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Top 5 Grammar Tips for Quick Proofreading

08 October 2019
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Top 5 Grammar Tips for Quick Proofreading

Whether you’re a marketing agent, reviewing the campaign materials, or a graphic designer who’s been asked to throw a bit of copy together – some basic grammar knowledge is important. One simple grammar mistake can completely undermine your message, even if it has been designed beautifully.


Of course, there are so many grammatical mistakes a person could make and we don’t have time to talk about them all today. However, this checklist covers what we believe to be the top 5 common grammatical errors.  Catch these mistakes and your writing will instantly feel more professional.


Possessive Apostrophes

Apostrophes are tricky business. Do we add an apostrophe with an ‘s’ or without one? Shall we just add apostrophes to everything, just in case? Don’t worry. We’ve got some simple rules to make it all easy for you.

1.    If a singular noun needs to show possession, add ‘s even if the word already ends in an ‘s’.
2.    If a noun is made plural and doesn’t end in an ‘s’, add ‘s.
3.    If a noun is made plural and now ends in an ‘s’, just add an apostrophe.
4.    Don’t use an apostrophe to pluralise a noun.

It’s vs Its

Okay, now you’ve learnt how to apply apostrophes to nouns, you need to learn what happens when you replace the noun with just it. Annoyingly, with it, we take the opposite approach and take away the apostrophe when we’re indicating possession.


A handy tip is to remember that it’s – with an apostrophe – is short for it is. Imagine the apostrophe as the dot above the missing ‘i’. If you’re not shortening the phrase it is, there’s no missing ‘i’ and there for no need for an apostrophe.

Of vs Have

The confusion around these two words lays specifically within the context of the phrases would’ve, could’ve, and should’ve. When you say these shortened forms out loud, it does sound a bit like you’re saying would of, could of, and should of – but you’re not.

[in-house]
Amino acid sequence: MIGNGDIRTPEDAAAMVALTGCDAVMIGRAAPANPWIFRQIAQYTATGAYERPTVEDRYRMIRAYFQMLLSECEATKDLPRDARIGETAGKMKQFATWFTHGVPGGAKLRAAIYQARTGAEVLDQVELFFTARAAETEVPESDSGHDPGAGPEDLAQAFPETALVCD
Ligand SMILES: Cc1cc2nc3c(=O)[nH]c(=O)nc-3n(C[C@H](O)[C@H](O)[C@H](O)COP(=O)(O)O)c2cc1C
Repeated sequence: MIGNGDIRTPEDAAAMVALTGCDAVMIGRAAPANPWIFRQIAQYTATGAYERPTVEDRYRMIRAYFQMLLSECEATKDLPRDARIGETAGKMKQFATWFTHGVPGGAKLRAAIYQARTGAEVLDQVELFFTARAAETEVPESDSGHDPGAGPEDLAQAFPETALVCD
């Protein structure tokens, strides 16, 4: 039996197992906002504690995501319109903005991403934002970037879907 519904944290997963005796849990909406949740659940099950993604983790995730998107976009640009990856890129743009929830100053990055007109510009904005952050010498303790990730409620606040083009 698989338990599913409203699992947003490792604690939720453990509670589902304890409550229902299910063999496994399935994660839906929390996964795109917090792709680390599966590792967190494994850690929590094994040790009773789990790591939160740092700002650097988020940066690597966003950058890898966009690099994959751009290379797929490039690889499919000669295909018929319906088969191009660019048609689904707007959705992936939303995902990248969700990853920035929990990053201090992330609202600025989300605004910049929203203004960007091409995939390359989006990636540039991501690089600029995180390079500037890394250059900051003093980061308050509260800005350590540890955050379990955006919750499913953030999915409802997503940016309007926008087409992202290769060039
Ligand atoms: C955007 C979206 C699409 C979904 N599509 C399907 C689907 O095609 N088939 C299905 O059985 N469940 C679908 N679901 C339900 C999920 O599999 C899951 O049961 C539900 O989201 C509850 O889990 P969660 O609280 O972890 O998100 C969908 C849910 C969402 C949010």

The ‘ve that we see here is actually a contraction of the word have. So, when you write the phrases out in full, you need to be saying would have, could have, and should have.

Capital Letters

Capitals may seem simple but they are plenty of people trying to sneak extra capital letters into their sentences. Safe to say, you can’t just capitalise a word because it seems important.
With the exception of titles, there only a few cases where capital letters could appear midsentence. These cases are proper nouns which can perhaps best be described as official names for things. When you find a capital letter midsentence, ask yourself if the word is specific or a title? Or is it just a regular noun?

Me vs I

Finally, the me/I choice is a sticking point that comes up time and time again. Not to worry though, here’s our pro tip; take the second person out of the equation. If it were just you, which would you choose? Take the answer to that question and then, even when you add in more people, you’ll have the right choice.


 
With this basic checklist under your belt, you’ll be able to catch the main offenders of grammatical errors. Fancy another pro tip to help your work look professional? Check out our Social Media Image Size Cheat Sheet.
 



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